NEILSON’S IN PIONEER DAYS
Neilson’s store was founded by William Smith Neilson, born in 1812 in the mountains of Green County in East Tennessee. He was the oldest son of a widowed mother with a large family, poor, and no school advantages. He began his career as a merchant by working for an uncle in a store that was later sold to him.
In 1838, William Smith Neilson decided to migrate to new land being opened by the U. S. government. He loaded his goods on two ox-wagons and set forth. He considered locating his store in Memphis, but decided to continue to Oxford, Mississippi, where the University of Mississippi had recently been established. His first store was a small log cabin on the North side of the Courthouse Square. He stocked groceries, hardware, drugs, even coffins- everything in a store a pioneer family might need.
William Smith Neilson prospered along with the town. He improved his store, moving it several times, always upgrading. He located first on the North side of the square, then on the South side, and finally on the West side.
THE CIVIL WAR
In 1861 war came. During the month of December 1862, General U. S. Grant, at the beginning of his Vicksburg campaign, occupied Oxford with 30,000 men. Mercantile business came to a standstill. Neilson had earlier converted his money to gold and buried it in the garden of his yard. During 1863 and 1864, the Confederate cavalry, under the command of General Nathan Bedford Forrest, used Oxford as a staging area for his raiding actions. In retaliation for Forrest’s raid on Fort Pillow, north of Memphis, Union General Andrew Jackson (Whiskey) Smith, with a large force came to Oxford on August 22, 1864, and in the course of one day, completely unopposed, burned the County Courthouse, the Depot, and all businesses on the square, except one, and many fine residences in Oxford. Neilson’s store was burned, but thanks to buried gold was able to resume operations in 1866. There has been no interruption of store business since that date. Thus, Neilson’s survived the Civil War, something few businesses were able to do.
A NEW CENTURY
Joseph Edwin Neilson, son of W.S. Neilson, was born in 1859, one year after his parents moved into their ante-bellum home that still stands today. After his father’s death J. E. took control of his father’s business.
J. E. Neilson was a talented, experienced, and progressive merchant. In 1897, he constructed a new store building, 75’ x 132’, on the East side of the Square, which is the nucleus of the present operation. He divided the store into departments and concentrated his inventory on clothing and related merchandise. He became enormously successful, building his business on Quality, Style, and Dependable Service. Neilson’s became a widely patronized store throughout the mid-south and an institution within the community.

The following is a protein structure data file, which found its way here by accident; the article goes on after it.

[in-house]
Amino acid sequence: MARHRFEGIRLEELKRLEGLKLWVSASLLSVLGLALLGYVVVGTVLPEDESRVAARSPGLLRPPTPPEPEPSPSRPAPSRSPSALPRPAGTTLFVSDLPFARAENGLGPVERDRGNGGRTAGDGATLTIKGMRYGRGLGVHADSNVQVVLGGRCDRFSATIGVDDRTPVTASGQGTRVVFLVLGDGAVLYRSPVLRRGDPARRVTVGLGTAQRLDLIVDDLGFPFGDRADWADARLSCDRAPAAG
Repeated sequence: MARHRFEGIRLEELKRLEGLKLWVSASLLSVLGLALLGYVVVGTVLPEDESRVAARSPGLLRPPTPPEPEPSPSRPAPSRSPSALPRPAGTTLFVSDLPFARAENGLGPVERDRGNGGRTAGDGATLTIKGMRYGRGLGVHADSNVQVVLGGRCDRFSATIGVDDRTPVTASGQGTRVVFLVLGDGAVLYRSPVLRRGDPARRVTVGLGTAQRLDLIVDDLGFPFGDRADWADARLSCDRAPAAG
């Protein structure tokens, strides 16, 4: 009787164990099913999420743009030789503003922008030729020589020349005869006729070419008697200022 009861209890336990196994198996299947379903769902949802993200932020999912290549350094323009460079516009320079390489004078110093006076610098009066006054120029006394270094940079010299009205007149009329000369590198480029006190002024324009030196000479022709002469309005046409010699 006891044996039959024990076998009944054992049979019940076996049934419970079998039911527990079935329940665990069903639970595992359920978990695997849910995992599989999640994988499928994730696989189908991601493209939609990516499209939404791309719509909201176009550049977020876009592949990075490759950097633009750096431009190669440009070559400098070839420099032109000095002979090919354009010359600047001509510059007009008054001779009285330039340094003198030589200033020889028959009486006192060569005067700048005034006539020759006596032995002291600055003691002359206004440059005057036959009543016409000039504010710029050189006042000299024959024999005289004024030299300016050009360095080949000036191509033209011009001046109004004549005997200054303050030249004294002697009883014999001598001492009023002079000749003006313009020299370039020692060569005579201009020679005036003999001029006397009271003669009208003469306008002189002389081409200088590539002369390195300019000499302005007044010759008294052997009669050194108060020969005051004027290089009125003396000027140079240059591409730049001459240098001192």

Partners were taken in in 1914, J. E. Neilson’s son David Glenn Neilson, and nephew Herman Glenn, changing the name to The J. E. Neilson Company. In 1930, Will Lewis, no relation, was taken into the firm after working in the store since 1912, when he began clerking as a bundle wrapper. After attending the University of Mississippi for one year, he withdrew, and began working full time in 1915.
During the Great Depression in the 1930’s, Neilson’s store survived by careful management and loyalty of its employees. It was able to help customers on the University and County School faculties by taking assignments of pay checks when the State of Mississippi could not honor them for lack of funds. Neilson’s also honored IOU’s issued for deposits in local banks, and carried charges by customers who were unable to pay.
J. E. Neilson died in 1936, leaving in his will his interest in the business to his grandson, David Glenn Neilson. In 1954, Herman Glenn retired, followed by David Neilson, Jr. In 1964, David Neilson Sr., wishing to retire, sold his interest in the business and building, to Olivia Lewis Nabors and William Lewis, Jr., daughter and son of Will Lewis Sr. A new partnership was formed, now completely owned and operated by the Lewis family. Gradual modernization and expansion began under the Lewises. Olivia Lewis Nabors, after a lifetime in the store, died, leaving her portion of the business and building to Goodloe Tankersley Lewis, Lydia Lewis Myers, and Amanda Lewis Hyneman, her nephew and nieces.
“NEEL-SON’S OR NELSON’S”
Within the memory of everyone now living, the family and the store have been called “Nelson’s” by local folks. But branches of the Neilson family pronounce the name “Neel-son”. In recent history, a store radio jingle pronounced the name “Neel-son’s”, a storm of protest was raised by local residents. The folks at Neilson’s answer to either pronunciation, of course.
TODAY AND FUTURE
Ever evolving, Neilson’s has become a specialty apparel and gift store that anchors the Oxford Square. It is a place where friendships are made and renewed each week, and always encourages friends to just come in to visit. We appreciate the confidence of our customers and assures them that in the future it will continue to be the goal to merit in every way their respect and good will.
In 2014 Neilson’s will celebrate its 175th year in business and is proud to be THE SOUTH’S OLDEST STORE, and the nation’s 16th oldest. In 1980, the store’s building was placed on the National Register of Historic Places by the U.S. Department of the Interior. Neilson’s has enjoyed the good years and endured the bad, but each has persevered to this day as a reflection of the proud people who have nurtured it.